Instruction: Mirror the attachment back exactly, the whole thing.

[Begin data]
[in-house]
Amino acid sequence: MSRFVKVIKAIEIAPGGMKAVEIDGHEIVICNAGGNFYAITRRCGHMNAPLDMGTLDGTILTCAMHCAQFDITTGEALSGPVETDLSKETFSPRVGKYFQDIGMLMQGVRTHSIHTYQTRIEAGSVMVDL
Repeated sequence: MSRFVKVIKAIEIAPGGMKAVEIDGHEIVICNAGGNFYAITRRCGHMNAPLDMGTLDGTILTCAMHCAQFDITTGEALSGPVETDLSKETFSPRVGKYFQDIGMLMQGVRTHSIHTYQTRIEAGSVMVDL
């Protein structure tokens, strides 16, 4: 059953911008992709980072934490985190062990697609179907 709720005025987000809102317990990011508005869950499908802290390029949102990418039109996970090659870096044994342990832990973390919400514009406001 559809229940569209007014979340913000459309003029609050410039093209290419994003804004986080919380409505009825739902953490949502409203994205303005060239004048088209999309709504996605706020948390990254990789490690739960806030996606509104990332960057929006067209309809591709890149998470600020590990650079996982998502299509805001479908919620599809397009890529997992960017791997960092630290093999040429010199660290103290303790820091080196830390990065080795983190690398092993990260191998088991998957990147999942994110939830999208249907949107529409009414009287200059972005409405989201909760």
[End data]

[in-house]
Amino acid sequence: MSRFVKVIKAIEIAPGGMKAVEIDGHEIVICNAGGNFYAITRRCGHMNAPLDMGTLDGTILTCAMHCAQFDITTGEALSGPVETDLSKETFSPRVGKYFQDIGMLMQGVRTHSIHTYQTRIEAGSVMVDL
Repeated sequence: MSRFVKVIKAIEIAPGGMKAVEIDGHEIVICNAGGNFYAITRRCGHMNAPLDMGTLDGTILTCAMHCAQFDITTGEALSGPVETDLSKETFSPRVGKYFQDIGMLMQGVRTHSIHTYQTRIEAGSVMVDL
């Protein structure tokens, strides 16, 4: 059953911008992709980072934490985190062990697609179907 709720005025987000809102317990990011508005869950499908802290390029949102990418039109996970090659870096044994342990832990973390919400514009406001 559809229940569209007014979340913000459309003029609050410039093209290419994003804004986080919380409505009825739902953490949502409203994205303005060239004048088209999309709504996605706020948390990254990789490690739960806030996606509104990332960057929006067209309809591709890149998470600020590990650079996982998502299509805001479908919620599809397009890529997992960017791997960092630290093999040429010199660290103290303790820091080196830390990065080795983190690398092993990260191998088991998957990147999942994110939830999208249907949107529409009414009287200059972005409405989201909760």